Stacking seismic data using local correlation |

The problem of combining a collection of seismic traces into a
single trace is commonly referred to as stacking in seismic data processing.
This process is used to attenuate random noise and simultaneously
amplify the coherent signal in the gather. Typically, the desired
stacked trace is estimated by averaging traces from the CMP
gather (Mayne, 1962):

where denotes the weight of the th trace from the th CMP gather, which is determined by noise variances . However, it is difficult to estimate noise variances reliably in practice. Neelamani et al. (2006) use an iterative algorithm called ``leave me out'' (LMO) to estimate noise variances from data. The desired signal is assumed to be flat with constant amplitude across all the traces within a gather in the LMO method.

For using time-dependent smooth weights in the stacking process, we choose the local correlation coefficient from the previous section as weights to stack seismic data. We find that local correlation better characterizes local similarity between prestack and reference traces than the sliding-window method.

Consider the two noisy signals with Gaussian random noise but different noise levels in Figure 1c and 1d. The signals are derived from adding noise on convolution of the Ricker wavelet (Figure 1a) with synthetic reflectivity (Figure 1b). The distribution of noise in (Figure 1c) is , where and are mean and variance of noise, respectively. The distribution of noise in (Figure 1d) is . The sliding-window correlation and local correlation between Figure 1c and Figure 1d are shown in Figure 1e and Figure 1f, respectively. Note that local correlation coefficients (Figure 1f) are smooth and better distinguish the thin layer, represented by the first two reflectivities in Figure 1b. In application to stacking, the prestack trace is analogous to Figure 1d with larger variance noise, and the reference trace is analogous to Figure 1c with smaller variance noise.

ricker,ref,signal1,signal2,wcorr,simi
(a)
Zero-phase Ricker wavelet. (b) Reflection coefficient. (c) Noisy
signal with
. (d) Noisy signal with
. (e) Sliding-window correlation. (f)
Local correlation.
Figure 1. |
---|

To implement seismic data stacking using local correlation, we
first apply the equal-weight stack to the NMO-corrected CMP gather
to obtain the reference trace. Then we compute the local correlation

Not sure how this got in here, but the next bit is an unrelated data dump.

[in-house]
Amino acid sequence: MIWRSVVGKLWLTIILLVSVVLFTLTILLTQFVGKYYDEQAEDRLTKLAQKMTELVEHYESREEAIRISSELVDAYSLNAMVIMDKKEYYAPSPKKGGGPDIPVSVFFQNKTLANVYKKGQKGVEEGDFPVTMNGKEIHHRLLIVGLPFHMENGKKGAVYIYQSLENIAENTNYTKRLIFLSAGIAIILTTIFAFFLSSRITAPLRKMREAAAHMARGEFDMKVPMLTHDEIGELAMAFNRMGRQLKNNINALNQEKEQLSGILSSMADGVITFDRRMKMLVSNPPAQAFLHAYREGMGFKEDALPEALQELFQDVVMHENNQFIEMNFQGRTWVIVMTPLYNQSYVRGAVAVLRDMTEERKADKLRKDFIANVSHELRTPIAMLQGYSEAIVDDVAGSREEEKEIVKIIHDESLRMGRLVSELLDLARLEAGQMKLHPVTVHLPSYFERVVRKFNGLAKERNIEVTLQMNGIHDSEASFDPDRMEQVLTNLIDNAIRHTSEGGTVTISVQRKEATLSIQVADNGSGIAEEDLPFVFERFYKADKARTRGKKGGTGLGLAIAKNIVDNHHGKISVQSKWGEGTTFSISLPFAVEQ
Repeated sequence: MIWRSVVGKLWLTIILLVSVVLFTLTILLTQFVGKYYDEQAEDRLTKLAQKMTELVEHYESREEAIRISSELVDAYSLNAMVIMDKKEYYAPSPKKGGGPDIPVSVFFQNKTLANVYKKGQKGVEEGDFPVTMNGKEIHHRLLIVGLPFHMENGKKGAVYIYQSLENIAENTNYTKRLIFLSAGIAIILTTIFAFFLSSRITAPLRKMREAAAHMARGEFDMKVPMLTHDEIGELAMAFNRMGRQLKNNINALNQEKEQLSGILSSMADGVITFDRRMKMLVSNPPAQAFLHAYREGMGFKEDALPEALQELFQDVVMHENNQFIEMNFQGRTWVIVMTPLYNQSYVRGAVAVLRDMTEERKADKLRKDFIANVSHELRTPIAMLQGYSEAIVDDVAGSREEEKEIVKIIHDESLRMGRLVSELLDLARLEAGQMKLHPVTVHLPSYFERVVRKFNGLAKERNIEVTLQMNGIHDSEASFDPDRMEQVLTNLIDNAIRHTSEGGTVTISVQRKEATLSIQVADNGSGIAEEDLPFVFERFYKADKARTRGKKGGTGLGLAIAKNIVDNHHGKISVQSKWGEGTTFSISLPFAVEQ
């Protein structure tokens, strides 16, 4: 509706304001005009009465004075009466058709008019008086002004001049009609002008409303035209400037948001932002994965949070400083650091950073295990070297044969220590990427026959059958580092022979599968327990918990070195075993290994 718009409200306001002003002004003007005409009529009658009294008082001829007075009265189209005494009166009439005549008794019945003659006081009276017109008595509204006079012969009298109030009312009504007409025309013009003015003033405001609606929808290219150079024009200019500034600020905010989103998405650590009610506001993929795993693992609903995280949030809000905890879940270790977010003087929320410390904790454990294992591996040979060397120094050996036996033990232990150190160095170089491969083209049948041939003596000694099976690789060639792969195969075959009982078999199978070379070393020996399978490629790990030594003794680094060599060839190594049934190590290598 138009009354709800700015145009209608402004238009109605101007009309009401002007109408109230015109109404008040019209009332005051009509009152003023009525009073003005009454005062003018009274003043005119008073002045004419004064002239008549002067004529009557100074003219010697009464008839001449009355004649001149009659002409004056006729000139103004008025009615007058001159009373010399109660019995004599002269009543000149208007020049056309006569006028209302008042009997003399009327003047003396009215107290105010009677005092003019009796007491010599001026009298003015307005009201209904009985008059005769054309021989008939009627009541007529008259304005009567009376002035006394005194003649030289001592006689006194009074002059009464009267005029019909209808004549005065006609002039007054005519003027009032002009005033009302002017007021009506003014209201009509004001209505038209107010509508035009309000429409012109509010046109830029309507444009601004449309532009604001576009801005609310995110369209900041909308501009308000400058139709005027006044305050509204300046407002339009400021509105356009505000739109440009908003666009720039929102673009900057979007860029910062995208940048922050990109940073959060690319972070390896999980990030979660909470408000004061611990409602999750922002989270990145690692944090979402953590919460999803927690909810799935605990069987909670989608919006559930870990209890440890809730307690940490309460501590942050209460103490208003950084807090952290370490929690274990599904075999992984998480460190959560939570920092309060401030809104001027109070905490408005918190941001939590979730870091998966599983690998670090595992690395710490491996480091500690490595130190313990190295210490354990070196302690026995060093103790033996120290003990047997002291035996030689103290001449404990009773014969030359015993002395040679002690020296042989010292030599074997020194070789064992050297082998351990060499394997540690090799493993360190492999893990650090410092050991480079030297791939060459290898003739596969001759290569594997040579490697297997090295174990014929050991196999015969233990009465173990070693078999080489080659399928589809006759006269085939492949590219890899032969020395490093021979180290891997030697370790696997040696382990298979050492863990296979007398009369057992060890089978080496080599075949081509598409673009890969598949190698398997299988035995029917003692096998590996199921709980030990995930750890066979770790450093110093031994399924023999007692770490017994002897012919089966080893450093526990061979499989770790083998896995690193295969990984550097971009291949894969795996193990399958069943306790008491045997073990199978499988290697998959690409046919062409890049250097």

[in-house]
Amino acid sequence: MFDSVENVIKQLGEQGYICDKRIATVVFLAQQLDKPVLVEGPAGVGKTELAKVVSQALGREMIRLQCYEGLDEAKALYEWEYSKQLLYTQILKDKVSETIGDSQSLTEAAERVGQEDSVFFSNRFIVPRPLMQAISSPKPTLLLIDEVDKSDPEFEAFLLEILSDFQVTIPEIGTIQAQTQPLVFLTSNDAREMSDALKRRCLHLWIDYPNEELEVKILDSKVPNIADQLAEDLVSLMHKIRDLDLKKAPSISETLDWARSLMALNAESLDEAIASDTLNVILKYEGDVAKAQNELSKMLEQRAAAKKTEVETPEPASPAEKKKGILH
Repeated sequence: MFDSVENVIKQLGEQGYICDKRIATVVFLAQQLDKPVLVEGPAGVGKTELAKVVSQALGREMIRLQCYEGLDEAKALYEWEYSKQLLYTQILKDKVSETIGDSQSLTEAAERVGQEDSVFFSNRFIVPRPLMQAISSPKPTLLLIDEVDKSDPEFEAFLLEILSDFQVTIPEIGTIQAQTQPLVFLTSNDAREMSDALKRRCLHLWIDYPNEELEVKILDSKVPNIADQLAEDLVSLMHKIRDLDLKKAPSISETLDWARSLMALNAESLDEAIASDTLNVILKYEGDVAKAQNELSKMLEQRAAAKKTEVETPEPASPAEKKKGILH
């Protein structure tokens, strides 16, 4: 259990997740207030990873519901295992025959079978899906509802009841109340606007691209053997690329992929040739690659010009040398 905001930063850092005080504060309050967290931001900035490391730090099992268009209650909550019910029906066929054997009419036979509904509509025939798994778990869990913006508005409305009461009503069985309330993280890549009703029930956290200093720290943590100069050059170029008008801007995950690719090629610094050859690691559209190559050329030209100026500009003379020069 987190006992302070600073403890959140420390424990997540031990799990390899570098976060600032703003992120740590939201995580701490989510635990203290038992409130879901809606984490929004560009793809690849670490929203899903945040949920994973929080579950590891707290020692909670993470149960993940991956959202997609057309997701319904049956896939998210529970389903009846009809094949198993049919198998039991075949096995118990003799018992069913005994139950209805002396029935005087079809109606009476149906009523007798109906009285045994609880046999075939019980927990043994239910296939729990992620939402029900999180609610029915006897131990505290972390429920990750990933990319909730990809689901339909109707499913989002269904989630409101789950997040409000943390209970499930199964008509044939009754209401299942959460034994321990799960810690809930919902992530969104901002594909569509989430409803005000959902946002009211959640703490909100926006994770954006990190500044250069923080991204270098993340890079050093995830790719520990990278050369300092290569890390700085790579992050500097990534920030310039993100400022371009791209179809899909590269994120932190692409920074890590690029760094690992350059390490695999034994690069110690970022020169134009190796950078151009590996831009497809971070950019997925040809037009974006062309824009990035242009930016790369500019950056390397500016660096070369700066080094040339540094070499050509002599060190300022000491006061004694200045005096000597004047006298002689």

coefficients between the reference trace and the NMO-corrected
CMP gather and apply soft thresholding (Donoho, 1995) to all local
correlation coefficients. Finally, we apply the weighted stack to the
CMP gather using local correlation to get the final stacked trace.
Mathematically, stacking using the local correlation approach
modifies equation 9 to

where is the threshold value, is the sum of weights of the th CMP gather, is the number of samples with for a given two-way time, and is the local correlation between the th prestack trace from th gather and the reference trace. The local correlation can be computed using equations 6 and 7. The reference trace is derived from averaging all the traces of one CMP gather. Here we assume that the equal-weight stacked trace is close to the desired trace. Because the weights are a function of two-way traveltime and offset, recovery scalar has the same value for the same CMP gather. Meanwhile, the samples with at a given two-way time are assumed to be full noise or null value such as muting parts; we therefore use to scale the stacked trace.

Changes occurring between equation 9 and equations 10 and 11 result from time-dependent smooth weights for the stack and application of thresholding to the weights. All local correlation coefficients below a specified threshold are discarded, and the rest, with values above the threshold, are included. We thus stack only those parts of prestack data whose similarity to the reference trace is comparatively large. Equations 10 and 11 implicitly estimate the noise variance by analyzing local cross-correlations between prestack trace and the reference trace. This operation can be understood as a nonlinear filter that enhances the coherency of events. We perform this operation for all gathers using this method to improve the stack profile.

When applied after angle-domain migration, normalization provided by soft thresholding is analogous to true-amplitude illumination compensation from the so-called Beylkin determinant (Audebert and Froidevaux, 2005; Albertin et al., 1999). Local correlation normalizes the image by the number of strongly illuminated angles in angle-domain CIGs.

In the following, we discuss the distinctions between seismic stacking using local correlation and other methods. Our method creates time-dependent smooth weights without depending on sliding windows, as compared to other weighted stacking methods such as statistically optimal stacking (Neelamani et al., 2006; Robinson, 1970) and the semblance method (Yilmaz, 2001). In contrast to smart stacking, proposed by (Rashed, 2008) and based on sign difference between sample point and the alpha-trimmed mean to remove frequency distortions, our method applies waveform similarity between prestack trace and mean to make the stacking selective.

Stacking seismic data using local correlation |

2013-03-02